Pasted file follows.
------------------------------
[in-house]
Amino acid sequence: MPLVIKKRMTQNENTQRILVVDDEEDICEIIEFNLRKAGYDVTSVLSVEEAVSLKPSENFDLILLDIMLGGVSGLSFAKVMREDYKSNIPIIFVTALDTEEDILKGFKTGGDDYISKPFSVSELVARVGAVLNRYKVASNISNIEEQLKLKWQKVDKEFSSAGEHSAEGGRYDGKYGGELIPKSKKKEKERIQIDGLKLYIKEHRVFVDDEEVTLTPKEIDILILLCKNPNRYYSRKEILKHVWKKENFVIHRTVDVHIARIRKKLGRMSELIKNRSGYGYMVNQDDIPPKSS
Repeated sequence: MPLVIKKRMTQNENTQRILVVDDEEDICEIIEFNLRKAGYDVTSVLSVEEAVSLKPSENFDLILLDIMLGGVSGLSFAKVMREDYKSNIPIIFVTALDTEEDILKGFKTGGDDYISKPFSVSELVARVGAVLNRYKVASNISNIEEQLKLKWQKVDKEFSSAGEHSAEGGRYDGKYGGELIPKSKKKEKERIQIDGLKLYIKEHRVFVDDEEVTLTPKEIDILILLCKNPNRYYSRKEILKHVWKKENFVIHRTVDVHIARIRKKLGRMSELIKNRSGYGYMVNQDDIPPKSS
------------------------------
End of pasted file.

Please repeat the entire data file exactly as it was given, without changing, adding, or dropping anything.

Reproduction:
[in-house]
Amino acid sequence: MPLVIKKRMTQNENTQRILVVDDEEDICEIIEFNLRKAGYDVTSVLSVEEAVSLKPSENFDLILLDIMLGGVSGLSFAKVMREDYKSNIPIIFVTALDTEEDILKGFKTGGDDYISKPFSVSELVARVGAVLNRYKVASNISNIEEQLKLKWQKVDKEFSSAGEHSAEGGRYDGKYGGELIPKSKKKEKERIQIDGLKLYIKEHRVFVDDEEVTLTPKEIDILILLCKNPNRYYSRKEILKHVWKKENFVIHRTVDVHIARIRKKLGRMSELIKNRSGYGYMVNQDDIPPKSS
Repeated sequence: MPLVIKKRMTQNENTQRILVVDDEEDICEIIEFNLRKAGYDVTSVLSVEEAVSLKPSENFDLILLDIMLGGVSGLSFAKVMREDYKSNIPIIFVTALDTEEDILKGFKTGGDDYISKPFSVSELVARVGAVLNRYKVASNISNIEEQLKLKWQKVDKEFSSAGEHSAEGGRYDGKYGGELIPKSKKKEKERIQIDGLKLYIKEHRVFVDDEEVTLTPKEIDILILLCKNPNRYYSRKEILKHVWKKENFVIHRTVDVHIARIRKKLGRMSELIKNRSGYGYMVNQDDIPPKSS